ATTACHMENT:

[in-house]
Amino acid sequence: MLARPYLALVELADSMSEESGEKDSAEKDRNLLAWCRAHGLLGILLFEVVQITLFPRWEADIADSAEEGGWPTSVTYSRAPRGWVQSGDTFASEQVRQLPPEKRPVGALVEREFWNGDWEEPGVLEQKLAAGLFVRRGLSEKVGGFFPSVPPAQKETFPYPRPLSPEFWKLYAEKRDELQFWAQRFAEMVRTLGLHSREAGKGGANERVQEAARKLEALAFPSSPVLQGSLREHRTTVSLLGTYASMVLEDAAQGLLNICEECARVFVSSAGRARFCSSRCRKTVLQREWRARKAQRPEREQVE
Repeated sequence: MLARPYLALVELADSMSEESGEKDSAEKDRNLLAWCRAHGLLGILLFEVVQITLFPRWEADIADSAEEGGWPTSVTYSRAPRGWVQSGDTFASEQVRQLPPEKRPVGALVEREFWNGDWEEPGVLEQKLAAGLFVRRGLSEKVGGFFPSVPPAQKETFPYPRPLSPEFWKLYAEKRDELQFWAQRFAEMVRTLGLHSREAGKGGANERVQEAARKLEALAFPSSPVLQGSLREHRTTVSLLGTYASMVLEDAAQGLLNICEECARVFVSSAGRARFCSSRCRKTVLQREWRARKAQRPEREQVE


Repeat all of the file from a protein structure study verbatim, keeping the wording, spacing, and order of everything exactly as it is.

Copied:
[in-house]
Amino acid sequence: MLARPYLALVELADSMSEESGEKDSAEKDRNLLAWCRAHGLLGILLFEVVQITLFPRWEADIADSAEEGGWPTSVTYSRAPRGWVQSGDTFASEQVRQLPPEKRPVGALVEREFWNGDWEEPGVLEQKLAAGLFVRRGLSEKVGGFFPSVPPAQKETFPYPRPLSPEFWKLYAEKRDELQFWAQRFAEMVRTLGLHSREAGKGGANERVQEAARKLEALAFPSSPVLQGSLREHRTTVSLLGTYASMVLEDAAQGLLNICEECARVFVSSAGRARFCSSRCRKTVLQREWRARKAQRPEREQVE
Repeated sequence: MLARPYLALVELADSMSEESGEKDSAEKDRNLLAWCRAHGLLGILLFEVVQITLFPRWEADIADSAEEGGWPTSVTYSRAPRGWVQSGDTFASEQVRQLPPEKRPVGALVEREFWNGDWEEPGVLEQKLAAGLFVRRGLSEKVGGFFPSVPPAQKETFPYPRPLSPEFWKLYAEKRDELQFWAQRFAEMVRTLGLHSREAGKGGANERVQEAARKLEALAFPSSPVLQGSLREHRTTVSLLGTYASMVLEDAAQGLLNICEECARVFVSSAGRARFCSSRCRKTVLQREWRARKAQRPEREQVE